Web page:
Genomes, Science and Egos

You hear a lot about DNA and deciphering the genome.  In the November 6, 2010 issue there is a great article about this.  This is a very short excerpt:

No one really knows all the genetic parts needed to make a human being.  Exactly how many genes make up the human genome remains a mystery, even though scientists announced the completion of the Human Genome Project a decade ago.  That effort was supposed to reveal all of the protein-producing genes needed to build a human body.  "Not only do we not know what all the genes are, we don't even know how many there are."  –Steven Salzberg of the University of Maryland in College Park.

If you're interested in genetic testing, gene therapy, and so forth, you should look up the whole article. 

Here's my favorite part.  One would assume that the more complicated (advanced?) an organism is, the more complicated its genome would be.  Man, the paragon of animals, ought to be way ahead of say, a chicken.  And so we are.  But look who tops us:

Grape Genes (3)
Yep, a grape.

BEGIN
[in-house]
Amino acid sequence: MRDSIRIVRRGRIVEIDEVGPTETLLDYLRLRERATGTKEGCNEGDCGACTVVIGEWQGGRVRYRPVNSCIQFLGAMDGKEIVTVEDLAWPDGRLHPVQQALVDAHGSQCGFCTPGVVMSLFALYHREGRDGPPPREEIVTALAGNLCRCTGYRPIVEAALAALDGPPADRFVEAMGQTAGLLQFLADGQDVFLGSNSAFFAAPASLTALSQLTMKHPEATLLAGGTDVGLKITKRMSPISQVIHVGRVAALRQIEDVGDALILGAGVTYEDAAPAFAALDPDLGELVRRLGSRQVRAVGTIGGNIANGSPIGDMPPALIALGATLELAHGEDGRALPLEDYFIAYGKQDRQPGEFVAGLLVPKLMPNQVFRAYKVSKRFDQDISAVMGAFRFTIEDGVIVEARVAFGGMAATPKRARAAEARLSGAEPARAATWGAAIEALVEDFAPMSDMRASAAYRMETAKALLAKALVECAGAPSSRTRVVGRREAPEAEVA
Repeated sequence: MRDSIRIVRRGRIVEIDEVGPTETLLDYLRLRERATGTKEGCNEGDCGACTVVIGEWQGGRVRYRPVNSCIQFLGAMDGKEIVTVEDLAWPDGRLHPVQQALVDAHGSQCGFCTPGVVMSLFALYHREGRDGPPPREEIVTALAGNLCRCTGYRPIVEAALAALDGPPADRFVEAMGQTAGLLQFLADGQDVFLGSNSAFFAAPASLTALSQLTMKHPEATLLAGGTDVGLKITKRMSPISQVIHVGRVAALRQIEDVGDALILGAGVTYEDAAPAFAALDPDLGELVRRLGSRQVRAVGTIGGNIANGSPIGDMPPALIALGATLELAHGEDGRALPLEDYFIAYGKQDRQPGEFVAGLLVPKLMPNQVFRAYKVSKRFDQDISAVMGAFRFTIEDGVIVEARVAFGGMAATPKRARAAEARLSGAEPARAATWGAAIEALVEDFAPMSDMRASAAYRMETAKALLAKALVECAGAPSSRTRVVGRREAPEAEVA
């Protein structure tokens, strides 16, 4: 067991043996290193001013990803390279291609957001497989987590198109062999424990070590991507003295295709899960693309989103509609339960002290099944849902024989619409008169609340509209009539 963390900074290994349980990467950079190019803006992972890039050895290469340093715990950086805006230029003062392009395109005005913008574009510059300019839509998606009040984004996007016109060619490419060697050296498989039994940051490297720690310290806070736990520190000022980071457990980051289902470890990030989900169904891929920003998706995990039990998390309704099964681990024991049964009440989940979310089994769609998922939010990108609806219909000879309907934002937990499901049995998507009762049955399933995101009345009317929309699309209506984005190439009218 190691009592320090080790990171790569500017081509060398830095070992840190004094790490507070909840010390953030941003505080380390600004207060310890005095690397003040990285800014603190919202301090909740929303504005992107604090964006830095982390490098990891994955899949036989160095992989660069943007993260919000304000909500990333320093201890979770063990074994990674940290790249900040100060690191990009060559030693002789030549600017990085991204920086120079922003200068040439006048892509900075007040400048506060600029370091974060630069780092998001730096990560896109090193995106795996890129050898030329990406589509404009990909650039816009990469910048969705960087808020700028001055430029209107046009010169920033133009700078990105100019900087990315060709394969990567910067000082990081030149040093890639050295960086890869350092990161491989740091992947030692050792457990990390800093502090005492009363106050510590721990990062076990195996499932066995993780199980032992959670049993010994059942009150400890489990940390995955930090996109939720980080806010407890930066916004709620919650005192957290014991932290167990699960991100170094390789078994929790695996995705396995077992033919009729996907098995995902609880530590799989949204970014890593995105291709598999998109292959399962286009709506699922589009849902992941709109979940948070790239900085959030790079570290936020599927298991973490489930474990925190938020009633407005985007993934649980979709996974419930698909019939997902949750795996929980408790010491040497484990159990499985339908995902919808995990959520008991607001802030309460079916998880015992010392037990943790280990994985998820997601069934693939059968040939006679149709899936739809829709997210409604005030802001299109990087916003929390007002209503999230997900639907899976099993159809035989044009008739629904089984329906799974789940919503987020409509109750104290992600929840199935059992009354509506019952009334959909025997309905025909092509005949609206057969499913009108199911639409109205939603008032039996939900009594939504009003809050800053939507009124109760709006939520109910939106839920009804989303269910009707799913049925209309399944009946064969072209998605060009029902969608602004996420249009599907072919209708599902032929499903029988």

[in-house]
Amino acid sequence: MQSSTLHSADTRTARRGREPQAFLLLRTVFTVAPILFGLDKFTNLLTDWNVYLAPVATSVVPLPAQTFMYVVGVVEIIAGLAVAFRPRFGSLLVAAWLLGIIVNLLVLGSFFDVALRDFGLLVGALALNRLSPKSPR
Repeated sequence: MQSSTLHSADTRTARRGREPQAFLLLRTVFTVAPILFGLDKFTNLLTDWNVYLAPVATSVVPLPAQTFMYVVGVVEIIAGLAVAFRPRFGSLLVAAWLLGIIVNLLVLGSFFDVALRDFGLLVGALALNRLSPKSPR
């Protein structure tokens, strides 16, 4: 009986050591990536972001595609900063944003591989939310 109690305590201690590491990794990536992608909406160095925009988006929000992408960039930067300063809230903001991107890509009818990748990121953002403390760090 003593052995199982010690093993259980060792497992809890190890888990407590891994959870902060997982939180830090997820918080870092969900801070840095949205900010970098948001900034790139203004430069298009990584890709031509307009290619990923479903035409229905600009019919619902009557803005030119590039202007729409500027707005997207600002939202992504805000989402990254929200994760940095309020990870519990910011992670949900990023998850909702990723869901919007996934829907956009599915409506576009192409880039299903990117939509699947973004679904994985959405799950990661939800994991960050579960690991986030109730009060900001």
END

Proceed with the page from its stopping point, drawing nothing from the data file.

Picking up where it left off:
The next time you're thinking God sits up nights to admire us (I stole that from Mark Twain), fix yourself a glass of grape juice.  Then consider that perhaps man is more than just an animal body, that there's more to us than meets the eye (or the microscope).

3 thoughts on “Genomes, Science and Egos

  1. Christopher@BorderWars says:

    What a great article, thanks for posting this. I’m trying to make genetics palatable to the dog community over on my blog with a whole series of posts about Inbreeding.

    It’s a tough sell, for sure.

    My name link is the first post. My most recent posts are the rest in the inbreeding series.

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